17.06.14

Couple Quit Their Jobs, To Fish Full Time - Part Eight

We’d fled the ice-cold wind in Southern France, hoping that conditions would be friendlier in Extremadura, Spain. We had been exposed to the elements for too long. It was too much. However, we suffered one week of non-stop rain in the middle of Spain while people in North Europe were enjoying T-Shirt weather. The local people looked depressed, they were not used to these conditions at beginning of April. We were trapped on a campsite. It took days before the urge to go fishing was strong enough to get us out; for two days fishing in the rain in our small Vaude two-man tent, sleeping on the ground on two tiny mats. Back to the basics. Just like during my first trip to France, almost twenty years ago.

However, we soon realised that static fishing really bored us. We felt trapped after fishing for two days in the same spot. A boat was only tolerated if it was small. A licence for a larger boat, on the other hand, seemed to be impossible to get. The certification documents for the boat were needed. After half a year the boat license might be sent to your Spanish address, so we were told. Without our boat, moving spots and searching for carp was not possible. Most Spanish carp anglers fished from the car. We saw plenty of them last weekend. We counted more than a dozen carp hunters. Seemingly, a carp match took place. Our Delkims stayed quiet for the two nights. We had to do something and a change was urgently needed. The static nature of our fishing made us almost depressive. Just some hours later we were back on the campsite. Frustration was flushed away with some San Miguel beers and a plan was made. We wanted to try something that does not seem to be usual in modern carp fishing… trekking.

Today we packed our backpacks. Our plan was to take only the most important stuff with us for one week’s fishing. We wanted to search for the carp actively, on foot. Only the bare necessities resulted in around 60kg of weight. It does still sound quite a lot, I know, but it all seemed essential for our trekking carp trip. We packed the minimum amount of three kilos of boilies for a week. For our own nutrition we were dependent on Mother Earth. We planned to cook tea of lake water, collect wild vegetables and catch some small pike. Three carp rods, a spinning rod, three Delkims, three banksticks, two roll-mats, a small trekking tent, a ground sheet, a little gas cooker, basic nutrition for a week, two pots and a pan, some pop-ups and so on. We split the load into 40kg for me and 20kg for Caroline. Finally, the weather had changed and the sun showed its Spanish side. It was almost too warm, from around 15 degrees Celsius in the rain during the last week to a hot 28 degrees.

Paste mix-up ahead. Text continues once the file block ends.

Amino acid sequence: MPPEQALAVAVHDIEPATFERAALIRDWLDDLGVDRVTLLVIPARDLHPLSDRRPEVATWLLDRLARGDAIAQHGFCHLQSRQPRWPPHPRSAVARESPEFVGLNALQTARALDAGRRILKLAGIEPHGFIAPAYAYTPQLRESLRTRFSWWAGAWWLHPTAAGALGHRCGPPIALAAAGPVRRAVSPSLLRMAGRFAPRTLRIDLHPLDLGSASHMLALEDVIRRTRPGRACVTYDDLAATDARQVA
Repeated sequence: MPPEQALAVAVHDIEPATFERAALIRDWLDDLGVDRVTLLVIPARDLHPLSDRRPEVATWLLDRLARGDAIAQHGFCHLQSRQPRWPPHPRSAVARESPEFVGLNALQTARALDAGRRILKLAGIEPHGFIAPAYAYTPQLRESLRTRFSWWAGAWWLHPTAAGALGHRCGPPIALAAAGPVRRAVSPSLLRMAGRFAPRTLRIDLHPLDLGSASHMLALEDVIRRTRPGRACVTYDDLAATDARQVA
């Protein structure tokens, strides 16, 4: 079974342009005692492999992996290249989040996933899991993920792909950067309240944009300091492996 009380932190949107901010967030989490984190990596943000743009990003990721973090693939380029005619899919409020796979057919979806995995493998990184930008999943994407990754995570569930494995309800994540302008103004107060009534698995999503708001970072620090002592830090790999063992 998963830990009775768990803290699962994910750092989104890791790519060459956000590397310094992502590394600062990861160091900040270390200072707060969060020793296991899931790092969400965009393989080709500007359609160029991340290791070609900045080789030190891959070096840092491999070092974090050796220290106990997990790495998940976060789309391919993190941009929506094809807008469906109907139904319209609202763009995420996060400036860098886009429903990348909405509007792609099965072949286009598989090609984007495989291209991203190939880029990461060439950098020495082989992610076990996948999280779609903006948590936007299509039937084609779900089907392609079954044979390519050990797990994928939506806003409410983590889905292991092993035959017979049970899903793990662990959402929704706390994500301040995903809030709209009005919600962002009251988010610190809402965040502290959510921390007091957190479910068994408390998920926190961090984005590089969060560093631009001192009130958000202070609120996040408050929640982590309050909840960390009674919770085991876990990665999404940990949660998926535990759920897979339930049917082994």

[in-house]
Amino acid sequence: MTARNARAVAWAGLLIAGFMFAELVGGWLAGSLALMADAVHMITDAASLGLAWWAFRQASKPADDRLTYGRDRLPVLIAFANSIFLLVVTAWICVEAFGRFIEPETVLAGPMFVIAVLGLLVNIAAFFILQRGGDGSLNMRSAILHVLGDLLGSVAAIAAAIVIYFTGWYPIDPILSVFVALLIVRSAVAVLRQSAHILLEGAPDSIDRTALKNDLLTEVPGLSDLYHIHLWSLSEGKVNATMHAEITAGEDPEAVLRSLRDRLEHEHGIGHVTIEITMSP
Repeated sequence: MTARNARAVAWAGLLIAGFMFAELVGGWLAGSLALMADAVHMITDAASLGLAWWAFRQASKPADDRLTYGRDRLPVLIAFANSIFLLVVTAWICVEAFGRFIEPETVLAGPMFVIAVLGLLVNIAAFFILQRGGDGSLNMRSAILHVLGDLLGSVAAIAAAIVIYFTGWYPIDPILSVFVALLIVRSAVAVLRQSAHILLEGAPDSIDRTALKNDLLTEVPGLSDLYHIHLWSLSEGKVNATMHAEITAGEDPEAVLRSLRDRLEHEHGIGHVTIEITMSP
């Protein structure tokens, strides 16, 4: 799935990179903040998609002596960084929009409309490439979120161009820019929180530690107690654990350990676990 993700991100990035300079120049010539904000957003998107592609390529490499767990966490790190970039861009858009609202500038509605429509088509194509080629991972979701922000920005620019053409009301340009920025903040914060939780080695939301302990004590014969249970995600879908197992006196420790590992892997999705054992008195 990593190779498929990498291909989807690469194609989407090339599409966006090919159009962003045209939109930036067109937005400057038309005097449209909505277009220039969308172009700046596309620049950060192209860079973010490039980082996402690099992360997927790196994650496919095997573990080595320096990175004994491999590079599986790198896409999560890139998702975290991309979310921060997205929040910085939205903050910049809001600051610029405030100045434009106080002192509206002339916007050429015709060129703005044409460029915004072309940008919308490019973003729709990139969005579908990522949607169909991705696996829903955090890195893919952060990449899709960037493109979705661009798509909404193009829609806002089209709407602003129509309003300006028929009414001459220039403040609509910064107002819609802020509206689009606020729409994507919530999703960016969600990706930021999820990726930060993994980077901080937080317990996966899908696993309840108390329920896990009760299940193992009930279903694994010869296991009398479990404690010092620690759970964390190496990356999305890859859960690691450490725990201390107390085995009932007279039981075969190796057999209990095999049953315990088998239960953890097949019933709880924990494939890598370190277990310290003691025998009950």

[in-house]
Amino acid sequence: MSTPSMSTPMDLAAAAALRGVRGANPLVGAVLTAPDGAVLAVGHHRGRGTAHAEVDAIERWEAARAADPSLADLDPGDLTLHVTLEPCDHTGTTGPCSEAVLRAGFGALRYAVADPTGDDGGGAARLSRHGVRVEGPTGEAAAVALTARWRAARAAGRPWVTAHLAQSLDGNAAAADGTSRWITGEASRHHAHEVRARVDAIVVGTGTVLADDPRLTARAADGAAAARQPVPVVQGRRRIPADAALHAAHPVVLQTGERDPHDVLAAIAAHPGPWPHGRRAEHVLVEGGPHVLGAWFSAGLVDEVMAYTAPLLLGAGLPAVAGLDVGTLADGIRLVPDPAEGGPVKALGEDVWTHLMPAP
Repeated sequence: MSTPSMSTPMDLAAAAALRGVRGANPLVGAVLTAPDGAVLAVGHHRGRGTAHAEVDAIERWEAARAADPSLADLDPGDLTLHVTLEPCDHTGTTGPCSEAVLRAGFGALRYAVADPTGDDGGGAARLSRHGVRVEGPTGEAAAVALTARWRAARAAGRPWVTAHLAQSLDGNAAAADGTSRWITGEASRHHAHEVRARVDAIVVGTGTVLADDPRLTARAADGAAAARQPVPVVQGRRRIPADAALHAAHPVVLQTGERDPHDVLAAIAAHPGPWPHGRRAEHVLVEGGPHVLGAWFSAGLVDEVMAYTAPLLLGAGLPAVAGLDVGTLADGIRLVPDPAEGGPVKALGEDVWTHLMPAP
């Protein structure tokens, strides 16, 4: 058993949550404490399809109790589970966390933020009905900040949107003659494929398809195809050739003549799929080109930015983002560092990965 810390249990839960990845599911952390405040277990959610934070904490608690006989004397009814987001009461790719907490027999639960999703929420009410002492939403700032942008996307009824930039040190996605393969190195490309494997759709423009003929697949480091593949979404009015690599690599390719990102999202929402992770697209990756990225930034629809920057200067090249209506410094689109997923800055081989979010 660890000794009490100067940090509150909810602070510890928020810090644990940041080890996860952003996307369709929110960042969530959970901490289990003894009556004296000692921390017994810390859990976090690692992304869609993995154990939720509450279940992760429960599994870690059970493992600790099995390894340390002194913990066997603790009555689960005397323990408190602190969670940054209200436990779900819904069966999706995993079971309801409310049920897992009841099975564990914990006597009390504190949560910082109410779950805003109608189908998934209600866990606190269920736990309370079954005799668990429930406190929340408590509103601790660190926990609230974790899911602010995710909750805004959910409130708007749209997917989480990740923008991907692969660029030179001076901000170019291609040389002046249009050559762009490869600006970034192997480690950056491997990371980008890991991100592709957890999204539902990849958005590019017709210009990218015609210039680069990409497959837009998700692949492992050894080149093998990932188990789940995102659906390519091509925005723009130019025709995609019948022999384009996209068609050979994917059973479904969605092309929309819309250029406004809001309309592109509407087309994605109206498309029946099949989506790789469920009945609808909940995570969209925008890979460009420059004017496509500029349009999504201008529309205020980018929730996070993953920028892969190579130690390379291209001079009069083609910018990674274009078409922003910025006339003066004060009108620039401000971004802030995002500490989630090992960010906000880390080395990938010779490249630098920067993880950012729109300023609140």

Whether trekking and carp angling on a 12,000-acre water are compatible, we should know next week. The goal is to have a good overview of the shallower part of the lake and to fish as many spots as possible. I would love to net a 40lb carp while trekking. Caroline wants to put even a bigger one on the mat! Hey wait, we won’t take a mat with us, nor scales. Most of our kit stays in the van that is parked on the campsite. Any carp we catch will have to be unhooked and measured in the water. Keep it simple. Will our plan work out with the gigantic distances here? Will the weight be too heavy on our shoulders? Can you fish a 12,000-acre lake without a boat? We will know very soon. We are just about to leave!

So long,
Alex and Caroline

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